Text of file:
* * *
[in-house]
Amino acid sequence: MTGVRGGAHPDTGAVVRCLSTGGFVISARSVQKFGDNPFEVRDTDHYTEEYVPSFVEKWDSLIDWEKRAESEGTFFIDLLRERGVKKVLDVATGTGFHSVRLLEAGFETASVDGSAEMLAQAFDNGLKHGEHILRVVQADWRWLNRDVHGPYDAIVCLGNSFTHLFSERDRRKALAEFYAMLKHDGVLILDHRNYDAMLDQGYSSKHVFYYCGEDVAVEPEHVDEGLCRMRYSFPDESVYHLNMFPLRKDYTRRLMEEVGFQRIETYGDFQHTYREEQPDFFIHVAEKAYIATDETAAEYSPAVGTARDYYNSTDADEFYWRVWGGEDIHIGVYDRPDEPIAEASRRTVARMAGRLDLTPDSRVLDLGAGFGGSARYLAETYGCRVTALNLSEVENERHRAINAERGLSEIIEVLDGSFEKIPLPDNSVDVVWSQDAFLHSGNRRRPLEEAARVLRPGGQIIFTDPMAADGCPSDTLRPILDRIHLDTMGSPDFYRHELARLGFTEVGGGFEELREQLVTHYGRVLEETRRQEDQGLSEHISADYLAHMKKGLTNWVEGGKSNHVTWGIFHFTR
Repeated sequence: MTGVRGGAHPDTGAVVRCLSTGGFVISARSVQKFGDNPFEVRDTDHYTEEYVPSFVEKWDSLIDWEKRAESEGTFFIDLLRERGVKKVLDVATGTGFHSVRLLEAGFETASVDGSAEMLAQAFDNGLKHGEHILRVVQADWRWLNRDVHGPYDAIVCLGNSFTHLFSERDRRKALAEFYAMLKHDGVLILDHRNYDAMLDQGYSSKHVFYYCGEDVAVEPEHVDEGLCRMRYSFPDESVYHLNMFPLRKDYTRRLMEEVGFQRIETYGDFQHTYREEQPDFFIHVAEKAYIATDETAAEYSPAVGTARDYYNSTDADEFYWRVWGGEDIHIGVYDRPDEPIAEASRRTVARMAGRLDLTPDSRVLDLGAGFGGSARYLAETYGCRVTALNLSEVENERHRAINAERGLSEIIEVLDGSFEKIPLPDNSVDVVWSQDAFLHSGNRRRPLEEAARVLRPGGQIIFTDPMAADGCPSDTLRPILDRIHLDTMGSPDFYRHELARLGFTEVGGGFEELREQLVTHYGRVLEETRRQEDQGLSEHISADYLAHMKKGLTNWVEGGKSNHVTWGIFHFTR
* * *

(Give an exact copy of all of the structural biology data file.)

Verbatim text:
[in-house]
Amino acid sequence: MTGVRGGAHPDTGAVVRCLSTGGFVISARSVQKFGDNPFEVRDTDHYTEEYVPSFVEKWDSLIDWEKRAESEGTFFIDLLRERGVKKVLDVATGTGFHSVRLLEAGFETASVDGSAEMLAQAFDNGLKHGEHILRVVQADWRWLNRDVHGPYDAIVCLGNSFTHLFSERDRRKALAEFYAMLKHDGVLILDHRNYDAMLDQGYSSKHVFYYCGEDVAVEPEHVDEGLCRMRYSFPDESVYHLNMFPLRKDYTRRLMEEVGFQRIETYGDFQHTYREEQPDFFIHVAEKAYIATDETAAEYSPAVGTARDYYNSTDADEFYWRVWGGEDIHIGVYDRPDEPIAEASRRTVARMAGRLDLTPDSRVLDLGAGFGGSARYLAETYGCRVTALNLSEVENERHRAINAERGLSEIIEVLDGSFEKIPLPDNSVDVVWSQDAFLHSGNRRRPLEEAARVLRPGGQIIFTDPMAADGCPSDTLRPILDRIHLDTMGSPDFYRHELARLGFTEVGGGFEELREQLVTHYGRVLEETRRQEDQGLSEHISADYLAHMKKGLTNWVEGGKSNHVTWGIFHFTR
Repeated sequence: MTGVRGGAHPDTGAVVRCLSTGGFVISARSVQKFGDNPFEVRDTDHYTEEYVPSFVEKWDSLIDWEKRAESEGTFFIDLLRERGVKKVLDVATGTGFHSVRLLEAGFETASVDGSAEMLAQAFDNGLKHGEHILRVVQADWRWLNRDVHGPYDAIVCLGNSFTHLFSERDRRKALAEFYAMLKHDGVLILDHRNYDAMLDQGYSSKHVFYYCGEDVAVEPEHVDEGLCRMRYSFPDESVYHLNMFPLRKDYTRRLMEEVGFQRIETYGDFQHTYREEQPDFFIHVAEKAYIATDETAAEYSPAVGTARDYYNSTDADEFYWRVWGGEDIHIGVYDRPDEPIAEASRRTVARMAGRLDLTPDSRVLDLGAGFGGSARYLAETYGCRVTALNLSEVENERHRAINAERGLSEIIEVLDGSFEKIPLPDNSVDVVWSQDAFLHSGNRRRPLEEAARVLRPGGQIIFTDPMAADGCPSDTLRPILDRIHLDTMGSPDFYRHELARLGFTEVGGGFEELREQLVTHYGRVLEETRRQEDQGLSEHISADYLAHMKKGLTNWVEGGKSNHVTWGIFHFTR